Back Home Beer: Born by Persia, Brewed in NYC
A few weeks ago I was hanging out in the Game Room in Industry City with my son Sam, playing Centipede (quite well I might add). After a few hours at the Arcade, we had lunch in Japan Village, followed by some cozy time by the fire pit at Sahadi. As you might imagine, an adult beverage was needed, and at the wide window bar at Sahadi's, I discovered a gorgeous pink-hued Persian-style beer brewed in NYC. I proceeded to drink it with surprising amounts of joy and ease. I then purchased several cans to take home with me. My mom and Craig loved it too.
The beer was so good, so unique in flavor and color, and the cans so beautiful, I needed to find out the story. So I did what any self-respecting reporter would do. I went on Instagram and sent a DM. Here's what I found out.
Back Home Beer is made by Zahra Tabatabai, a 39 year-old Iranian-American writer who was raised in the South and now lives in Brooklyn. Growing up, Zahra kept hearing her relatives speak about the beer and wine made back home by her grandfather who lived in Shiraz. Her parents, aunties and uncles, who all lived in Iran before the revolution, spoke lovingly not only of his beer and wine, but of the vibrant culture that flourished in Iran before the revolution. They constantly reminisced about how much they missed it "back home."
While Zahra knew she could not bring back the Iran of her relatives' youth, she decided maybe she could bring back the taste of her grandfather's beer. And so she enrolled in a home brew class at Bitter & Esters and started making Persian beer. She used ingredients indigenous to Iran, but brewed it in Brooklyn.
A couple of years went by, and lots of taste tests later, in October she launched Back Home Beer. For Tabatabai, the beer is deeply personal. It is an ode to Back Home—to what Iran was like before the revolution – to the vitality of the arts, culture, culinary and distilling communities that thrived there. Tabatabai hopes to honor what Iran was and to expand the understanding and appreciation of the culture and its people.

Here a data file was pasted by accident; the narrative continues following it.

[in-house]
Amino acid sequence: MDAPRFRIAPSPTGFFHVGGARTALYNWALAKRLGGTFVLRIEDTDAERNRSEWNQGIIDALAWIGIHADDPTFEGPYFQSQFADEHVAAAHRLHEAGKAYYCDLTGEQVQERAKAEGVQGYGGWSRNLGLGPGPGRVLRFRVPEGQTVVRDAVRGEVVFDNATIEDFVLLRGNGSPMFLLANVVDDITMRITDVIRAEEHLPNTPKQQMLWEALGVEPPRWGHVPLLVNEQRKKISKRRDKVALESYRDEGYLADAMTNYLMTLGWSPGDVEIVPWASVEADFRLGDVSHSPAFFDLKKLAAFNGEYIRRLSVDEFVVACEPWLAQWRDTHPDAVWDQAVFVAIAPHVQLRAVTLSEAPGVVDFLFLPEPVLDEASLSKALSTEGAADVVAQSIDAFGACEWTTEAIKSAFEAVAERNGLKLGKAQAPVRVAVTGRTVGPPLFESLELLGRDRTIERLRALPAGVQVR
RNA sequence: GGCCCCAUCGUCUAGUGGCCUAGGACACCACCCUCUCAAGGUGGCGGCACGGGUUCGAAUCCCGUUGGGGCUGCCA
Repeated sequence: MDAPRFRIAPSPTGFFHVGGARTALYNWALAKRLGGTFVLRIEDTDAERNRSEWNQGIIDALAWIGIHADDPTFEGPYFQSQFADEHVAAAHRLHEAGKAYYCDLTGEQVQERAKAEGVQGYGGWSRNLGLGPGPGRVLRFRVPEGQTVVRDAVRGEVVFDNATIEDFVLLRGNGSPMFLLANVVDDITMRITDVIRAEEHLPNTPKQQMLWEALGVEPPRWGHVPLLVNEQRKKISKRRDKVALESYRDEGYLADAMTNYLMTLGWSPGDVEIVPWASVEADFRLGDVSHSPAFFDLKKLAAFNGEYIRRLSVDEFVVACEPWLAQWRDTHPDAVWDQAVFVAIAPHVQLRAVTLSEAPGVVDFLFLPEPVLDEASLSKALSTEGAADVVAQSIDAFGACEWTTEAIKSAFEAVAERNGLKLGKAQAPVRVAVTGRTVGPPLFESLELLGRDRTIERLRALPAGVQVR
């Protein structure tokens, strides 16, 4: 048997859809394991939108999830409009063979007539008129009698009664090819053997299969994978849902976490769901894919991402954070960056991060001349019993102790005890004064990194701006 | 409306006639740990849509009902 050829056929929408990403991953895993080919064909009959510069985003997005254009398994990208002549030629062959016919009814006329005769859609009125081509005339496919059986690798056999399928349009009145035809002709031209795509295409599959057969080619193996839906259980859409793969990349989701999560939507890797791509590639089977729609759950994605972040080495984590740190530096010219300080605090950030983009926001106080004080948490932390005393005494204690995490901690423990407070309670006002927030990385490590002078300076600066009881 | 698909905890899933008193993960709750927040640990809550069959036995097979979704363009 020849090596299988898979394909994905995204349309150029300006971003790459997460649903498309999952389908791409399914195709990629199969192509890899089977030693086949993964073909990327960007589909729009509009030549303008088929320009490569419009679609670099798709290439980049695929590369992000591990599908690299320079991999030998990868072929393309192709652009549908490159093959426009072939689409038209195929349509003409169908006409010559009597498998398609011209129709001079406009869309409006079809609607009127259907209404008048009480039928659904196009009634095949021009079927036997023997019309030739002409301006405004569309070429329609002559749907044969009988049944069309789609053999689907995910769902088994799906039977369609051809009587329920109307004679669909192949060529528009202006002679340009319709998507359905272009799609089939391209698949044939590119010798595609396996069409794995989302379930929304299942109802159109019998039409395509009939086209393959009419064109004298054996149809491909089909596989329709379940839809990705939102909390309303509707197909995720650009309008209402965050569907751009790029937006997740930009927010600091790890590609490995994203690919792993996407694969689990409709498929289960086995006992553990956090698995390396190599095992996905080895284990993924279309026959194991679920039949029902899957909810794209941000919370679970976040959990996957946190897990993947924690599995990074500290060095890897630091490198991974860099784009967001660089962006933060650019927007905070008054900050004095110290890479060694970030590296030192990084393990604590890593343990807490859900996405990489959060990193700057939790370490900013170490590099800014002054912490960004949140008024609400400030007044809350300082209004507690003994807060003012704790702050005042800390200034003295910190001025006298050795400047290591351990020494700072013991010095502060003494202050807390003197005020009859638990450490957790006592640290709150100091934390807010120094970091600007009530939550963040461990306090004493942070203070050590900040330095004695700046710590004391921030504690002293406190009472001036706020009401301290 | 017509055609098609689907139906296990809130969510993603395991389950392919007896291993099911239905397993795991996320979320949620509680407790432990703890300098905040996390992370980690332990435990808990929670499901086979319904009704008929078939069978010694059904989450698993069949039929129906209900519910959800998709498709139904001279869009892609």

Personally, as someone whose maternal family is Persian, this beer is really meaningful to me as well — it brings back memories of big family gatherings, with platters of rice for days, and joyful (super loud) relatives chatting in Farsi, playing cards and backgammon, smoking cigarettes and drinking black tea with lump sugar in glasses tucked inside ornate brass sleeves. Indeed, there is memory in the beer, and a nostalgia for Persian food and feasts that reminds me of my wild and wonderful Persian family.
Back Home currently makes two beers, part of a "Persian Poetry Series" —a celebration of writers in Iran. The beautiful labels, etched with poetry quotes in Farsi script, are made by an Iranian woman artist who lives in Teheran. Her Gose Sour, made with cured sumac and dried cherries, bears a Rumi quote that translates to: “If light is in your heart you will find your way home." The Persian Lager, which is brewed with salt from a mine in Northern Iran, is a nod to the pinch of salt her relatives used to sprinkle into cold lagers on hot summer days in Shiraz. The can bears a quote from Omar Khayyam: “Be happy for this moment, this moment is your life.”
This week, on Friday March 11th, in honor of the Persian New Year Nowruz (which is March 20th), and International Women's Day (Tuesday March 8th), Tabatabai will launch a special New Day IPA. The beer is modeled on "khorshid khanoom," the so-called Sun Lady who is a symbolic figure for the Persian New Year, representing everything from power and strength, to beauty, rebirth, and sunrise.
The New Day IPA label was created by @minamjafari, an Iranian designer in DC. Mina's gorgeous artwork incorporates two of the seven symbolic items displayed on the “Sofreh '' in honor of Persian New Year: the apple (a symbol of beauty) and the sumac (a symbol of the sunrise, for a new day). It will be available for a limited time for the month of March so make it a point to try it soon before it's gone. Cheers!
Back Home Beer is sold at 100 different shops and many restaurants in NYC (Shuka and Shukette are two) and Washington, DC with plans to expand distribution in the future. Follow them on Instagram for their latest news.